Picture the scenario. You decide you want to make some money - big money. You could spend your time and energy working on an original idea, hoping that the pay-off will make the investment worthwhile, even if it takes a few years. Or you could just jump on somebody else's idea and get rich quick, even though this option is creatively bankrupt.
Congratulations - you just entered the mind of every executive in Hollywood!
This Christmas, Warner Bros. and Lionsgate will release Point Break, a full 24 years after the original film of the same name became a box office hit, and went on to accumulate a cult following.
Of course, there's no such thing as a risk-free investment in Hollywood. Any movie can bomb, even with a cast of A-listers. But with a Christmas Day release in theaters, Warner are throwing their weight behind Point Break - the question is, will this remake offer anything new? Let's see what punches the trailer packs.
We start with a quote about life and death over a screen of black, because a quote at the beginning of a trailer always adds credibility. Mind you, the fact that no actual person is credited with this alleged "ancient proverb" suggests it came straight from the lips of an overpaid man in an Armani suit. But whatever.
"There's a few billion dollars worth of gold down there."
"You're going to steal it?"
"No. We're going to liberate it."
Bonus points for every time a super-enlightened hipster-villain says something profound-slash-retarded.
"Do you have any idea how many laws you've broken?"
"The only law that matters is gravity!"
Another pearl of wisdom. Classic. This guy can't help himself!
Does it really matter if it's not a match for the original?
Maybe not. Maybe the sole purpose of a remake (beyond making money) is to introduce a new audience to a classic story, given a fresh makeover with the best of today's special effects.
But isn't that a cynical attitude? Don't we deserve something imbued with a little more creativity, a little more passion, if we're expected to part with our cash?
The Fast & The Furious - sequel game strong
Every now and then, that executive faced with two options for making money choose the slow-burn method - an original idea, a pay-off over time. One of the greatest examples of this is the Fast & Furious franchise.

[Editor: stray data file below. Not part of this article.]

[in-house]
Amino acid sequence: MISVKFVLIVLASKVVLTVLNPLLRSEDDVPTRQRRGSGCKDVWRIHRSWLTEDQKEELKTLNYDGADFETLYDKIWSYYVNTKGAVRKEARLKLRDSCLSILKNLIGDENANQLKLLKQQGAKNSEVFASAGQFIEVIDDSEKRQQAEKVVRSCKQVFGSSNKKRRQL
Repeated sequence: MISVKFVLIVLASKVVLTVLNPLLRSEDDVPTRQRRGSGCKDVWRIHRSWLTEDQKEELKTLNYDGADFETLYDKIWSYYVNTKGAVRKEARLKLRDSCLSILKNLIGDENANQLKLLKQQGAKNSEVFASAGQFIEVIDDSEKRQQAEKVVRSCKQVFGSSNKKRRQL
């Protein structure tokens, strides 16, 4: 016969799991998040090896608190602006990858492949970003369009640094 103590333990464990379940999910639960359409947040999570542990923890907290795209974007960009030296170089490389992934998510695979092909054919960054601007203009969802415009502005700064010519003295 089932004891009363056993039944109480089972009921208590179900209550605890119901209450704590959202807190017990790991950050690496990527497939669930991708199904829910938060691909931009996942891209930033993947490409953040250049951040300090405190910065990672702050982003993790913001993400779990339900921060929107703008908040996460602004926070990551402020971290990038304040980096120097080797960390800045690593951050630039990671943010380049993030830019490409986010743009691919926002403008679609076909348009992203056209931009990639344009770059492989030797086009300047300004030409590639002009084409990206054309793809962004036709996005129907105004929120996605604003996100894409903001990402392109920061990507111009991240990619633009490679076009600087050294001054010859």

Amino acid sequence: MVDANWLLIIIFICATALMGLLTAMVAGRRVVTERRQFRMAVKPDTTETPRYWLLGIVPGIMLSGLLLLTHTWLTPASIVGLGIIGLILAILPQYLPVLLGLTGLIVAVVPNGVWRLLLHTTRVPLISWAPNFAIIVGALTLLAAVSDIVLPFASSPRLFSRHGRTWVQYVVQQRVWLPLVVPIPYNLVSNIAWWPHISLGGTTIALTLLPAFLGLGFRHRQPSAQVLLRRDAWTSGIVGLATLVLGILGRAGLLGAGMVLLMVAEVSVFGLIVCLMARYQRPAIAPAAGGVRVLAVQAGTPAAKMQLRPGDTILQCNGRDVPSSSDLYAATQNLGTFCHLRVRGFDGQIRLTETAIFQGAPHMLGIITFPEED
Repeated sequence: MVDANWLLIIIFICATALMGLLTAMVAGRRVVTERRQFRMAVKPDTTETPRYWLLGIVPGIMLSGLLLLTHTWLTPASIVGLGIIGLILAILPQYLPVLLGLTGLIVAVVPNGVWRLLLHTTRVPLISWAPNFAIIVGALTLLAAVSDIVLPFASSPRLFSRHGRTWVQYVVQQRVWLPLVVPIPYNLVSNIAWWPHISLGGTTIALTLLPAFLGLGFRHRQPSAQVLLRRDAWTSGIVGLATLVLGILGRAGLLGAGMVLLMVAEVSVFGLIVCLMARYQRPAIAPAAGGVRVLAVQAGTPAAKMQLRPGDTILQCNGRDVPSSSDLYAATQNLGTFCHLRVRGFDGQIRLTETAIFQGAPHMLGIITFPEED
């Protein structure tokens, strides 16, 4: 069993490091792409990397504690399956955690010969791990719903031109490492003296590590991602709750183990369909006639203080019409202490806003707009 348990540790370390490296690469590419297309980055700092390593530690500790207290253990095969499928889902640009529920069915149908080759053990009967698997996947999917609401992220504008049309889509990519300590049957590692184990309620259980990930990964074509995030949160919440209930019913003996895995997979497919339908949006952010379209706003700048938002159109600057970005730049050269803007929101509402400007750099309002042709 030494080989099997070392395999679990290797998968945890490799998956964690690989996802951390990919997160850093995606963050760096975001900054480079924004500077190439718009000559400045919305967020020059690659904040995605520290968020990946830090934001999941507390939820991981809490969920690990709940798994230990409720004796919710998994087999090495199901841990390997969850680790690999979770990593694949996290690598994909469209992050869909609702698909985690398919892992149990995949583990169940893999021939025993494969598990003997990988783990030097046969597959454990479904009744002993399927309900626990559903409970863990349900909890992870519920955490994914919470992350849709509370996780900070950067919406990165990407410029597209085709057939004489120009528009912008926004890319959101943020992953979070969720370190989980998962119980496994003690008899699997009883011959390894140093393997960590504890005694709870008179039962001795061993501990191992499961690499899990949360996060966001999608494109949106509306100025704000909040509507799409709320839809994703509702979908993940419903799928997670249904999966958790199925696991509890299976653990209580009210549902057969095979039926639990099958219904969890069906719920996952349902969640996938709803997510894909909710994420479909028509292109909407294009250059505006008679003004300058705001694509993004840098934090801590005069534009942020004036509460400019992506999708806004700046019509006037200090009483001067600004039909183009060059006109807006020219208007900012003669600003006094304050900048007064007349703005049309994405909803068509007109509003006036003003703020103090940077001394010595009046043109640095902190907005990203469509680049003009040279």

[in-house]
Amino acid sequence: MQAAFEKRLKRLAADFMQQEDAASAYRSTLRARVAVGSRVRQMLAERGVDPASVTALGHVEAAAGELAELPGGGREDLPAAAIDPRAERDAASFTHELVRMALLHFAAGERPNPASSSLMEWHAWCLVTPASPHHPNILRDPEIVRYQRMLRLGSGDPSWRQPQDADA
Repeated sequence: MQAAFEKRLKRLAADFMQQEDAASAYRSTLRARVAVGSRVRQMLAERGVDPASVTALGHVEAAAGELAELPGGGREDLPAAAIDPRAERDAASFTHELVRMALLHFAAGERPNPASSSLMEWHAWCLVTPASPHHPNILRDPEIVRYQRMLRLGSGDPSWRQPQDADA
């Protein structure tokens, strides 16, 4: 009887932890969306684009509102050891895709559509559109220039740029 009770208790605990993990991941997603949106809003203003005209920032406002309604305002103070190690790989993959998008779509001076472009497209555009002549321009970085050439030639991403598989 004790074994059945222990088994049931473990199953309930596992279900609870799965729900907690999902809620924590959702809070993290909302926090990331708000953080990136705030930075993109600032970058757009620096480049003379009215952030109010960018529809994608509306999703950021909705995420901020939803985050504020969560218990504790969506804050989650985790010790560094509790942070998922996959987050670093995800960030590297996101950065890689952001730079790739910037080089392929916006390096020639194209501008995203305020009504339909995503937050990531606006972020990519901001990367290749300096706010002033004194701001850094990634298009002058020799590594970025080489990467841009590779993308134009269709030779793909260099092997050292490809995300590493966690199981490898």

The first movie in the franchise, The Fast & The Furious, didn't exactly receive glowing reviews - an entertaining action movie, as long as you turn your brain off, to paraphrase most of the reviews the film received.
But by the time [Fast & Furious 6](tag:37143) was released in 2013, both critics and audiences were on board. The writers had evolved the Fast & Furious franchise into a wild thrill ride which didn't require you to turn your brain off. But it was this year's Furious 7, fuelled by the public grief over the tragic death of star Paul Walker, that took the Furious movies stratospheric. With box office north of $1.5bn, this film surpassed even recent mega-smashes like [The Avengers: Age Of Ultron](tag:293035).
Why? Because after 14 years and 7 movies, audiences have spent half of their lifetime living with these characters. Hollywood can spend money on a remake, but it's that investment of time that reaps the real rewards. Point Break might make a third of Furious 7's box office return, if it's lucky. But twelve months from now, nobody will remember this movie.
Perhaps I'm wrong. Perhaps Point Break is not a cynical exercise in quick buck-ery. Perhaps there's a stronger action movie in wait than this trailer suggests. But I'd sooner spend my time in the company of old friends.
Has the culture of remakes in Hollywood gone too far, or are you excited for Point Break? Let me know in the comments!